POLICE BRUTALITY IN MOROCCO
These shocking scenes come from the Moroccan port of Sidi Ifni: in June there was a demonstration there by local youths against high levels of unemployment in the town. The protests were further inflamed by reports of police brutality earlier in the year, and led to a violent confrontation between the demonstrators and the police. In the last few days, violence has flared up again. Basically, the town has been marginalised since its independence from the Spanish in 1969, with recent controversy sparked by the creation of a new port, almost exclusively staffed and fished by non-local fishermen. This has caused widespread resentment in an area already considerably impoverished by lack of interest and development from the Moroccan government. Allegations of police brutality, including destruction of property, sexual assault against members of the public, vicious beatings and numerous false arrests abound.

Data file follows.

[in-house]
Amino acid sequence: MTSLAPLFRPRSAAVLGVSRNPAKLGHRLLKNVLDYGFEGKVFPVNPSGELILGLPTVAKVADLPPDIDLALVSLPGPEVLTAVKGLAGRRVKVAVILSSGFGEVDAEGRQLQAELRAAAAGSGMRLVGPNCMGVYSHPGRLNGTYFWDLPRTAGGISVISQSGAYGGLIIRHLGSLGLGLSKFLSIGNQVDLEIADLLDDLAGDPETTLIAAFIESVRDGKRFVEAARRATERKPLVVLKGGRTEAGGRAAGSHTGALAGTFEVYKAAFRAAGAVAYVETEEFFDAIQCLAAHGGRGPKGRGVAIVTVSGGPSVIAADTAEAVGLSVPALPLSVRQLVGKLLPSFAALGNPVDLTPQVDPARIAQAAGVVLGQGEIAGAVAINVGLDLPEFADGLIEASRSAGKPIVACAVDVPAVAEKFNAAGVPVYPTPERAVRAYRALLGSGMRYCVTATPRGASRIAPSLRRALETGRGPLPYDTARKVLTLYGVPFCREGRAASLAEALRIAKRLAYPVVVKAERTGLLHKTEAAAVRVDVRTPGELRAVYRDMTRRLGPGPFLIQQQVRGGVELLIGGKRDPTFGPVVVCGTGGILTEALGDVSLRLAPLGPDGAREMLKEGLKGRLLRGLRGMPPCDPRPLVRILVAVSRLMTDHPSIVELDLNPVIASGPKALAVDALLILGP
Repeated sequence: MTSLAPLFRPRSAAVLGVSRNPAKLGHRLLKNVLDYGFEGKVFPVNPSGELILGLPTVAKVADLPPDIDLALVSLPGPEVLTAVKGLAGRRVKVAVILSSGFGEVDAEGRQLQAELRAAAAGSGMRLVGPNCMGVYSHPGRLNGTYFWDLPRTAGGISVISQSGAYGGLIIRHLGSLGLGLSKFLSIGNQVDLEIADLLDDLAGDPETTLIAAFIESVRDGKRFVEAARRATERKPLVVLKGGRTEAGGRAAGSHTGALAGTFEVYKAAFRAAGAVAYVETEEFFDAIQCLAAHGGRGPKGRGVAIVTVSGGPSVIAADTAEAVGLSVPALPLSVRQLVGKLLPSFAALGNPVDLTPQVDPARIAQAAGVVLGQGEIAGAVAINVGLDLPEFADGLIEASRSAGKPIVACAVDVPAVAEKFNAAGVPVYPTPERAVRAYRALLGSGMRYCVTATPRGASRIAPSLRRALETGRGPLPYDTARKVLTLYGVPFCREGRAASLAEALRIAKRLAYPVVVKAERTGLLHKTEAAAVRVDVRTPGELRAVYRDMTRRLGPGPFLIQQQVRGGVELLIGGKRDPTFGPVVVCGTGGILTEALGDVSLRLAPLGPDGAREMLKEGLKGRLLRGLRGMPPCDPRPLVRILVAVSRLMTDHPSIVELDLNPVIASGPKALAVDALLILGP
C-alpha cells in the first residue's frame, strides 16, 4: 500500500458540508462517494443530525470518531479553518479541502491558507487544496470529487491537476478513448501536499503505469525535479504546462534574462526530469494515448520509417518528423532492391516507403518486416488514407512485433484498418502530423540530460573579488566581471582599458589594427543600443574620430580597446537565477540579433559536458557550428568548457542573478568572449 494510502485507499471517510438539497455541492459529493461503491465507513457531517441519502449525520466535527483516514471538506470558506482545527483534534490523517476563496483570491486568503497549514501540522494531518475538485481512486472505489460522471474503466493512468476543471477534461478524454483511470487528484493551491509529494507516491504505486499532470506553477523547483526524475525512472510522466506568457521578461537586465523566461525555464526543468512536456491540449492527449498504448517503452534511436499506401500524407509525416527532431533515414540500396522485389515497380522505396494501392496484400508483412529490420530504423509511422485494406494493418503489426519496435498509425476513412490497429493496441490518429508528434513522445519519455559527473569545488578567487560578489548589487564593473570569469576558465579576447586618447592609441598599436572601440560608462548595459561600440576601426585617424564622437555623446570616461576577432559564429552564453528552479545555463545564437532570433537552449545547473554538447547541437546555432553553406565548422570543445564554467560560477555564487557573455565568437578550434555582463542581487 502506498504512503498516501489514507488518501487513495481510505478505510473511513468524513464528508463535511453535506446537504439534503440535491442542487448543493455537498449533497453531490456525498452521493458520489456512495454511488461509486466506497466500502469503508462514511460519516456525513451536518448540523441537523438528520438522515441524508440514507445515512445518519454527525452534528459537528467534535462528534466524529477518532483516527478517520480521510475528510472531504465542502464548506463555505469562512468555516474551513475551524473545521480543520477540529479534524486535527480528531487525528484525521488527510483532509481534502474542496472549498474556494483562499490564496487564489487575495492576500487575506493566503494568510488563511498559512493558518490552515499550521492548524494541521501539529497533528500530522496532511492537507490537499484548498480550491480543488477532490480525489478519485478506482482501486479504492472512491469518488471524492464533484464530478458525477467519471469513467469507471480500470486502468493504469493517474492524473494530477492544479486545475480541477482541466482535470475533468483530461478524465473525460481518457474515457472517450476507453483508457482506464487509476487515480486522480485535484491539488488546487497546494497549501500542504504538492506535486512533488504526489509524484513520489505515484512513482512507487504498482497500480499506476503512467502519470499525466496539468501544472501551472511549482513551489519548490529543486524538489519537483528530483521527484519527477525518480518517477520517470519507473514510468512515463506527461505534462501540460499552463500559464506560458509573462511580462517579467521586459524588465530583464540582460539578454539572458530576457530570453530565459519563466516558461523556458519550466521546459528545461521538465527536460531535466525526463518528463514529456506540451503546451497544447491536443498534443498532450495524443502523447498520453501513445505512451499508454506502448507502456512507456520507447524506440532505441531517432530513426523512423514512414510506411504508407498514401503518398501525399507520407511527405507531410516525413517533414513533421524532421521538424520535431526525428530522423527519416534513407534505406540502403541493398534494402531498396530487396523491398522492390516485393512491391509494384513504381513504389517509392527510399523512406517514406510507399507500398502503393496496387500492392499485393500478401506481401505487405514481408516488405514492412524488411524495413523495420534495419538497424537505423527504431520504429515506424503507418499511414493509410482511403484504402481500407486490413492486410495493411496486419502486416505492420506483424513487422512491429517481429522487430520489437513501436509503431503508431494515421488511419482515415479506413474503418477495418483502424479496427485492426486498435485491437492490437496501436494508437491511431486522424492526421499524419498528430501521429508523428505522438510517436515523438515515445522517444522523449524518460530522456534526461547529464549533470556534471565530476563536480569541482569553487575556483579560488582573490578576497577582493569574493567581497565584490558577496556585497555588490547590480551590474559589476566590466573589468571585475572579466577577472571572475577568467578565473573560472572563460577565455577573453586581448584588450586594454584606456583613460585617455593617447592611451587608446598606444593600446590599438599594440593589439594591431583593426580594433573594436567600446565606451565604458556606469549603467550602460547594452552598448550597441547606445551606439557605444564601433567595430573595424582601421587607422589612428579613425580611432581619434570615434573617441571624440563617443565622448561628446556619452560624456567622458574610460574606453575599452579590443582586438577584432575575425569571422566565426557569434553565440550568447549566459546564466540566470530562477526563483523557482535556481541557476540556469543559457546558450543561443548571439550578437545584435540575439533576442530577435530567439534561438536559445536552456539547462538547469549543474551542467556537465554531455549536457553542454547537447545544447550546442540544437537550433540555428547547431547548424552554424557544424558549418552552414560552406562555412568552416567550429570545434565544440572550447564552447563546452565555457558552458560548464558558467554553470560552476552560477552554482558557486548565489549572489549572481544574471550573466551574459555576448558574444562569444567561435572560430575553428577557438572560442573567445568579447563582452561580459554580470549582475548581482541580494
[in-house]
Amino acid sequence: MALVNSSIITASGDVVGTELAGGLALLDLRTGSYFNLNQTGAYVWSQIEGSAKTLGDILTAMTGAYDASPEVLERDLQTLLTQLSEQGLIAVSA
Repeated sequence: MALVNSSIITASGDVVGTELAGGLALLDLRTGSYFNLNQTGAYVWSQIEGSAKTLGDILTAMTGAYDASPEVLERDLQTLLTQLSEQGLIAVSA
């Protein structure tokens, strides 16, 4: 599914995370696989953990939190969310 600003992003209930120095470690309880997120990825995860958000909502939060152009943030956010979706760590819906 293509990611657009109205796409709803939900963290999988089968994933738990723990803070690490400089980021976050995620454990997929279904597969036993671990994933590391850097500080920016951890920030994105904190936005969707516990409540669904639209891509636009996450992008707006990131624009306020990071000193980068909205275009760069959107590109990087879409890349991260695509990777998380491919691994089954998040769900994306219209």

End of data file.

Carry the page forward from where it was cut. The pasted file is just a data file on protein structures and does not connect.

These incidents have been largely unreported by the mainstream western media, although Al Jazeera have covered it. This kind of state-enforced police action does nothing but inflame the tensions felt by an angry, increasingly radicalised youth. By not punishing the officers involved, Morocco risks further mob retaliation: a worrying trend in a country that is keen to maintain good relations with western states, and relies to some degree on its' tourist economy. One can only hope that the Moroccan authorities are able to address both the unacceptable police action, and the widespread economic hardship faced by the youth of Sidi Ifni, and Morocco at large.